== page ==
Standard keyboards are the most common types. These days, standard keyboards come with multimedia keys besides the standard set of 104 keys. Gaming keyboards are for the purpose of gaming which incorporate the multimedia keys as well as other special keys for gaming.

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Ergonomic keyboards are designed to position your hands naturally and reduce strain by offering a proper wrist rest to maximize comfort. They sure are pricey but they are worth the money. Opt for an ergonomic keyboard if you suffer from carpal tunnel syndrome.

Those who use their computer in the dark might prefer the keyboard with illumination. Those who focus on portability might want to get a flexible, foldable keyboard that doesn’t take much space in their bags. For those prone to accident, keyboards that can resist liquid are available in the market.

For those concerned with comfort, keyboards with split-style design or with a proper wrist rest pad might be the thing for them. For programmers, the keyboard in DVORAK layout is better than the standard QWERTY layout. There are washable keyboards available for those obsessed with cleanliness.

Many manufactures have poured lots of clever ideas into their keyboard designs. Choose the one designed to meet your requirements.

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5. Wired vs wireless

The wired and wireless configurations both have their pros and cons. The wireless configuration cuts the cord out that clutters your desk but there are chances that it interferes with other wireless devices.

For gaming, the wired keyboards are preferred since the wireless keyboards tend to lag which impedes gameplay. Wireless keyboards are battery powered, which needs to be charged or replaced from time to time. That adds to the cost. Therefore, a keyboard that supports both wired and wireless configurations are preferred by many who want the best of both worlds.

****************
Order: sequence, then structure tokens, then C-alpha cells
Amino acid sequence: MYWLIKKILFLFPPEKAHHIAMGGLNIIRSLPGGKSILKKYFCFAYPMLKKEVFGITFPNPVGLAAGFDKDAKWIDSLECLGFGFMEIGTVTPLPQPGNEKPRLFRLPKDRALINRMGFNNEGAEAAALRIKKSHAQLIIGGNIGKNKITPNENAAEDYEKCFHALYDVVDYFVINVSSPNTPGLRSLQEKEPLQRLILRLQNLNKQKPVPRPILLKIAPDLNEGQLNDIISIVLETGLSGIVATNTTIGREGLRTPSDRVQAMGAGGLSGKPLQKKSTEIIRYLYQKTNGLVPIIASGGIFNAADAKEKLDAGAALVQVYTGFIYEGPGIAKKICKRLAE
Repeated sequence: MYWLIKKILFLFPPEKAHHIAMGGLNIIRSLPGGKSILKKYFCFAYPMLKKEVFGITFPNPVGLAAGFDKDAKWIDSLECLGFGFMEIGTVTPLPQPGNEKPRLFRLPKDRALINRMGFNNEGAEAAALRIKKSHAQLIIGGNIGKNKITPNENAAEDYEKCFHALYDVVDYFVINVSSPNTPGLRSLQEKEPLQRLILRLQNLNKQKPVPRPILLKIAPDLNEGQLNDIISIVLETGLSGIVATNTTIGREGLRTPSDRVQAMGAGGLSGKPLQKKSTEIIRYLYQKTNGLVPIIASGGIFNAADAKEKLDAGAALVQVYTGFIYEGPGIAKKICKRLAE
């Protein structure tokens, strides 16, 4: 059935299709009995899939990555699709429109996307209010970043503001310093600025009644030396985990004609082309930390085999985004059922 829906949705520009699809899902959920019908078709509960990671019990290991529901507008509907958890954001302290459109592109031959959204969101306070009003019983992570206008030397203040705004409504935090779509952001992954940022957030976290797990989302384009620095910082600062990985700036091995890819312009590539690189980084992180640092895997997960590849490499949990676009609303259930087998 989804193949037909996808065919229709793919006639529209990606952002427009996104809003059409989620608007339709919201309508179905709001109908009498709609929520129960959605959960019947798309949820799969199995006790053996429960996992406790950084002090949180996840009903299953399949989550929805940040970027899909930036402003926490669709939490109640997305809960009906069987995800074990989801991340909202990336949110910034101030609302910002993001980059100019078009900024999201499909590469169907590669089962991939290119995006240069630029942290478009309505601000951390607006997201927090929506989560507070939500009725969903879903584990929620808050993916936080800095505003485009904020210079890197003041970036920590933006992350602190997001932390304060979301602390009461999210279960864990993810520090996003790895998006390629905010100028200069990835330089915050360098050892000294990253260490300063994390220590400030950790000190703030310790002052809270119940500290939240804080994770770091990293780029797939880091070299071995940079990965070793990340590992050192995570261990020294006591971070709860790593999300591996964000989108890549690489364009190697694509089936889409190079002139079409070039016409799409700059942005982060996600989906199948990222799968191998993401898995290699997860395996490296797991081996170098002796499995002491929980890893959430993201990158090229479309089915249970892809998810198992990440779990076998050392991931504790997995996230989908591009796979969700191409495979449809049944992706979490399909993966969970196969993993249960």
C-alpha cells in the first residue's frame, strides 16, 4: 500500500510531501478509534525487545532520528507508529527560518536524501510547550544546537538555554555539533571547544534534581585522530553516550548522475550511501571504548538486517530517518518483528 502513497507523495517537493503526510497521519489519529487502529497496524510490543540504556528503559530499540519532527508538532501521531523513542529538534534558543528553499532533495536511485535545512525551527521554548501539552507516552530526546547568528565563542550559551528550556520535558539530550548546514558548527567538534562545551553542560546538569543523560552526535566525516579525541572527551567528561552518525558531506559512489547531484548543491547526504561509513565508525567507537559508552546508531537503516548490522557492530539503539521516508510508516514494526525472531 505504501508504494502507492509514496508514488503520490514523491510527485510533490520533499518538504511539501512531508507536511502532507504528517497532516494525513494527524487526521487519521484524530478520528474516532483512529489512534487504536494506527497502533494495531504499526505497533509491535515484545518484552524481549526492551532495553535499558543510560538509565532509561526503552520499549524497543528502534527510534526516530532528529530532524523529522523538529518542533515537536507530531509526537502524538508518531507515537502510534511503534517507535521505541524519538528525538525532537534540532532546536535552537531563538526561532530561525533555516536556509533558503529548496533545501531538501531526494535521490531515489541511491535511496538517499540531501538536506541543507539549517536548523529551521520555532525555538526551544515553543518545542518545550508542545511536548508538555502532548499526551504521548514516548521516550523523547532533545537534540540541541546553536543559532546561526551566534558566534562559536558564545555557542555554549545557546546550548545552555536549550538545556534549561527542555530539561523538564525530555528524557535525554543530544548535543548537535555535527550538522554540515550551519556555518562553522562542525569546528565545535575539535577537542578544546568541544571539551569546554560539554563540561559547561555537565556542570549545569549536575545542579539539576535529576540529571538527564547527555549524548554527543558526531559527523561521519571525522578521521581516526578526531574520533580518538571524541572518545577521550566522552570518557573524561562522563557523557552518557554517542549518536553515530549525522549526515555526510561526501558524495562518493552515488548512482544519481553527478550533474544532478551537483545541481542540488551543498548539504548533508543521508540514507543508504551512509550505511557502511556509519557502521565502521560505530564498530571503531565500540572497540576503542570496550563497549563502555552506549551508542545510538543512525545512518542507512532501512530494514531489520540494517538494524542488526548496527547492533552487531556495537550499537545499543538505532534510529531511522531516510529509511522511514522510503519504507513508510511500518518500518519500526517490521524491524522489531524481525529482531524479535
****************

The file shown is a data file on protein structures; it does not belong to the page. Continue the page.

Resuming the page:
6. Extra function keys

To speed up your tasks, lots of keyboards these days have extra function keys for launching apps, controlling volume, controlling music player etc. They also incorporate power management keys, special character layouts and customizable shortcut keys which come very handy at times. Some keyboards come with a touchpad or a mini joystick to replace the mouse.

7. Price

Depending on the features they incorporate, keyboards come in different prices. Obviously, the more the features it has, the more expensive it is. Look for a keyboard that meets your requirements as well as your budget. Be smart and don’t spend on things you don’t really need.

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Featured photo credit: Wikipedia via upload.wikimedia.org

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Nabin Paudyal

Co-Founder, Siplikan Media Group

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Last Updated on November 25, 2021

How to Make Private Browsing on Safari Truly Private

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How to Make Private Browsing on Safari Truly Private

There comes a time when we may be searching online and don’t want the browser to remember our footsteps. The reasons don’t always have to be what we obviously think of as the main reason; for example, sometimes, you may not want Safari to remember your passwords or prompt you to enter your password when surfing the web.

Whatever the reason, we may think that we are totally in the clear with Private Browsing on Safari and the other browsers on a Mac. However, a quick Terminal command can bring up every website you’ve visited. How do you do this? Also, how do you clear your tracks for good? We will provide both answers and more today.